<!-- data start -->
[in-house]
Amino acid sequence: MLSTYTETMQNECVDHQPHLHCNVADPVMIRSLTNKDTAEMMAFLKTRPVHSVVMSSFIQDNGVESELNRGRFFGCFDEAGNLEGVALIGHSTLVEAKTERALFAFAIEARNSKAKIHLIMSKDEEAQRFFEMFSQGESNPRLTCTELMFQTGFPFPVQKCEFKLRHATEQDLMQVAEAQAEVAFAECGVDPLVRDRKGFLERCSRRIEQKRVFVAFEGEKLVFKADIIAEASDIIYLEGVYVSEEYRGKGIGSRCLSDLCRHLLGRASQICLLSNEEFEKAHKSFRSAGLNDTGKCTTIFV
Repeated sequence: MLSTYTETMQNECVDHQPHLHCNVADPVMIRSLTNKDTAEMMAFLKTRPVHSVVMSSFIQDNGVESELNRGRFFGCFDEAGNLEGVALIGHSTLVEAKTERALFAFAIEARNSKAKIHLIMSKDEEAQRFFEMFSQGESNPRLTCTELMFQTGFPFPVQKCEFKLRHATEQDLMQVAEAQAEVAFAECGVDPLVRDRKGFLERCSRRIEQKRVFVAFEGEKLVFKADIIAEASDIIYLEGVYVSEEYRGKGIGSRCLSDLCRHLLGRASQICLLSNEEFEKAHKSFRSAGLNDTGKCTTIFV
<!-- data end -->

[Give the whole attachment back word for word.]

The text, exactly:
[in-house]
Amino acid sequence: MLSTYTETMQNECVDHQPHLHCNVADPVMIRSLTNKDTAEMMAFLKTRPVHSVVMSSFIQDNGVESELNRGRFFGCFDEAGNLEGVALIGHSTLVEAKTERALFAFAIEARNSKAKIHLIMSKDEEAQRFFEMFSQGESNPRLTCTELMFQTGFPFPVQKCEFKLRHATEQDLMQVAEAQAEVAFAECGVDPLVRDRKGFLERCSRRIEQKRVFVAFEGEKLVFKADIIAEASDIIYLEGVYVSEEYRGKGIGSRCLSDLCRHLLGRASQICLLSNEEFEKAHKSFRSAGLNDTGKCTTIFV
Repeated sequence: MLSTYTETMQNECVDHQPHLHCNVADPVMIRSLTNKDTAEMMAFLKTRPVHSVVMSSFIQDNGVESELNRGRFFGCFDEAGNLEGVALIGHSTLVEAKTERALFAFAIEARNSKAKIHLIMSKDEEAQRFFEMFSQGESNPRLTCTELMFQTGFPFPVQKCEFKLRHATEQDLMQVAEAQAEVAFAECGVDPLVRDRKGFLERCSRRIEQKRVFVAFEGEKLVFKADIIAEASDIIYLEGVYVSEEYRGKGIGSRCLSDLCRHLLGRASQICLLSNEEFEKAHKSFRSAGLNDTGKCTTIFV